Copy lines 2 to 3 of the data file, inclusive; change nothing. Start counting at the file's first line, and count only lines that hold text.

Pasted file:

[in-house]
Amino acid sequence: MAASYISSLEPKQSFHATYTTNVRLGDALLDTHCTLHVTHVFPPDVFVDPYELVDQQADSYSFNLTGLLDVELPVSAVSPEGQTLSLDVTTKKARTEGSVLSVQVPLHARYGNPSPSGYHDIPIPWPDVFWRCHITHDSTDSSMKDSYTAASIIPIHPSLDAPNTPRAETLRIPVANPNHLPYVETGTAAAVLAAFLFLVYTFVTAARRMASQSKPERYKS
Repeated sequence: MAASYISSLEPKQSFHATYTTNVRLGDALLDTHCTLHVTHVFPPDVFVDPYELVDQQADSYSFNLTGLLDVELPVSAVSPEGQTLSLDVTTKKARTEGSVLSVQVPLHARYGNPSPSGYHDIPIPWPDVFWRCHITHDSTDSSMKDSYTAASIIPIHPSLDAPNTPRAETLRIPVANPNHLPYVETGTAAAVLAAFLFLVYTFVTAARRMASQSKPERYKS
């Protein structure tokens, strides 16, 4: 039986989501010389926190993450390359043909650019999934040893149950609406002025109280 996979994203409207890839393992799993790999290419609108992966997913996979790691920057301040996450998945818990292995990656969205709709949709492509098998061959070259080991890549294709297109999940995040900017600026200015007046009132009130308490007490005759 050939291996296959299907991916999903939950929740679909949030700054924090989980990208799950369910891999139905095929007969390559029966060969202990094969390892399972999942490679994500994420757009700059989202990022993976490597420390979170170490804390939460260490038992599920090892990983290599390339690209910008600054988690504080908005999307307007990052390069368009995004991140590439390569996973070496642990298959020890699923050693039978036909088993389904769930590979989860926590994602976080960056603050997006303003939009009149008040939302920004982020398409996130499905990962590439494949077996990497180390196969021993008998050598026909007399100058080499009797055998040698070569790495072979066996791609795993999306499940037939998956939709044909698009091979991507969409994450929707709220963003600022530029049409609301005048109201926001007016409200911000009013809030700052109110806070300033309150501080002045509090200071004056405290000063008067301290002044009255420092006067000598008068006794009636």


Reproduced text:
Amino acid sequence: MAASYISSLEPKQSFHATYTTNVRLGDALLDTHCTLHVTHVFPPDVFVDPYELVDQQADSYSFNLTGLLDVELPVSAVSPEGQTLSLDVTTKKARTEGSVLSVQVPLHARYGNPSPSGYHDIPIPWPDVFWRCHITHDSTDSSMKDSYTAASIIPIHPSLDAPNTPRAETLRIPVANPNHLPYVETGTAAAVLAAFLFLVYTFVTAARRMASQSKPERYKS
Repeated sequence: MAASYISSLEPKQSFHATYTTNVRLGDALLDTHCTLHVTHVFPPDVFVDPYELVDQQADSYSFNLTGLLDVELPVSAVSPEGQTLSLDVTTKKARTEGSVLSVQVPLHARYGNPSPSGYHDIPIPWPDVFWRCHITHDSTDSSMKDSYTAASIIPIHPSLDAPNTPRAETLRIPVANPNHLPYVETGTAAAVLAAFLFLVYTFVTAARRMASQSKPERYKS